At The Motley Fool, we poke plenty of fun at Wall Street analysts and their endless cycle of upgrades, downgrades, and "initiating coverage at neutral." So you might think we'd be the last people to give virtual ink to such "news." And we would be -- if that were all we were doing.

But in "This Just In," we don't simply tell you what the analysts said. We'll also show you whether they know what they're talking about. To help, we've enlisted Motley Fool CAPS, our tool for rating stocks and analysts alike. With CAPS, we track the long-term performance of Wall Street's best and brightest -- and its worst and sorriest, too.

And speaking of the best ...
Tuesday was a good day for VMware (NYSE:VMW) shareholders. Wall Street investment house Jefferies & Co. removed its "underperform" rating on their stock, and true to form, the shares immediately began outperforming the market.

But do you want to know the best part? Jefferies is probably right.

Let's go to the tape
Oh, I know this analyst isn't usually viewed as the sharpest No. 2 in the pencil case. Over on CAPS, we have Jefferies pegged for just 48% accuracy on its recommendations over the past three years. It hasn't helped that the analyst has made some truly boneheaded recommendations in some fields:

Stock

Jefferies Says:

CAPS says:

Jefferies' Picks Lagging S&P By:

Las Vegas Sands

Outperform

**

58 points

Advanced Micro Devices (NYSE:AMD)

Underperform

**

70 points

Regardless, this banker still outperforms nearly four out of every five investors we track in CAPS. How does Jefferies do it? In large part, by being really, really good at picking software shops -- like VMware:

Stock

Jefferies Says:

CAPS says:

Jefferies' Picks Beating S&P By:

VanceInfo Tech (NYSE:VIT)

Outperform

*****

151 points

Microsoft (NASDAQ:MSFT)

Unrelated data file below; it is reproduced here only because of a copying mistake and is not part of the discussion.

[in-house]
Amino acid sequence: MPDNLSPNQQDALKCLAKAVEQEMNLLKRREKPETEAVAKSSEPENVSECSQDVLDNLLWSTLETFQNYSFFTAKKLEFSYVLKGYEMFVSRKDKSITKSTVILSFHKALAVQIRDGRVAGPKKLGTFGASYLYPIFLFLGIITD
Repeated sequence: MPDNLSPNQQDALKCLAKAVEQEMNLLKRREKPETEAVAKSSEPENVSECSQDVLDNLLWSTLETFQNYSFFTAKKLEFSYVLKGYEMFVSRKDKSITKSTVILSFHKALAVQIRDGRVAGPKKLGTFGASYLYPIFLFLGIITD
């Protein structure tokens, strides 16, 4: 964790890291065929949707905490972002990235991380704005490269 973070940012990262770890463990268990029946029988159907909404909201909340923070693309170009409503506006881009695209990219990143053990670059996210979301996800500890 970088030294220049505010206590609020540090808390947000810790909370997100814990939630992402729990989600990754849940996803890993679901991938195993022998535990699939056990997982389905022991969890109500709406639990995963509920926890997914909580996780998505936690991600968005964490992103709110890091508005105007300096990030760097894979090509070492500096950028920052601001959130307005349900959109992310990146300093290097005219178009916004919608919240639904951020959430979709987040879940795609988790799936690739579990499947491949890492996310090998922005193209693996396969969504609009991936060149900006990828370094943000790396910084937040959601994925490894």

Outperform

***

19 points

Adobe (NASDAQ:ADBE)

Outperform

****

30 points

Oracle (NASDAQ:ORCL)

Outperform

****

38 points

Red Hat (NYSE:RHT)

Outperform

***

79 points

In fact, within the Software industry in particular, an astounding 82.6% of Jefferies' actively recommended stocks are outperforming the S&P 500. So clearly, this analyst knows a thing or two about coding.

But does Jefferies know VMware?
Once again, appearances can be deceiving here. Fact of the matter is, Jefferies has a mixed record on VMware. It recommended buying the stock back in August of '07, and got singed for 5.34 points of underperformance before turning negative back in April. (That pick has since treaded water, and it was just ended slightly up on the market.)

Regardless, I have to agree with Jefferies' improving view of the stock, based on where it's trading today. Jefferies doesn't see much downside to buying the stock now, however, arguing that early contract renewals and pre-sales of new software will help to support VMware's licensing revenues. And according to Jefferies, VMware is poised to give investors a pleasant surprise when it reports earnings next week. Last quarter's revenue should be at least as much as the Street is expecting, and perhaps a bit more.

With the stock currently trading for a little less than 18 times its trailing free cash flow, and the consensus of analyst expectations on profit growth at close to 17% over the next five years, VMware shouldn't have to do much more than meet expectations next week, and in the weeks to follow, to hold its current valuation.

So why upgrade to "hold?" Why not go ahead and buy VMware?
Jefferies only raised its price target on the stock to $25 (the stock's trading north of $29 now) -- but there's good reason for that. Jefferies believes that VMware will walk back its guidance for the current quarter when it reports on Wednesday. If correct, investors could punish the stock for short-term risks.

Hence, Jefferies is targeting a price that's currently underwater.

So what do we do now?
If it were me, I would wait. One of the best software stock-hackers in the business just told us that things are going fine at VMware -- but that there's also a significant chance that we will be able to buy the shares cheaper after the earnings report than before.

I agree. While VMware's price looks fine to me, today, there's no law against getting greedy. So, I would hold 'til the margin of safety widens.

Fool contributor Rich Smith does not own (or hold a short position in) any stock named above. You can find Rich on CAPS, publicly pontificating under the handle TMFDitty, where he's currently ranked No. 620 out of more than 135,000 members. VMware is a Motley Fool Rule Breakers selection. Microsoft is an Inside Value recommendation. The Motley Fool has a disclosure policy.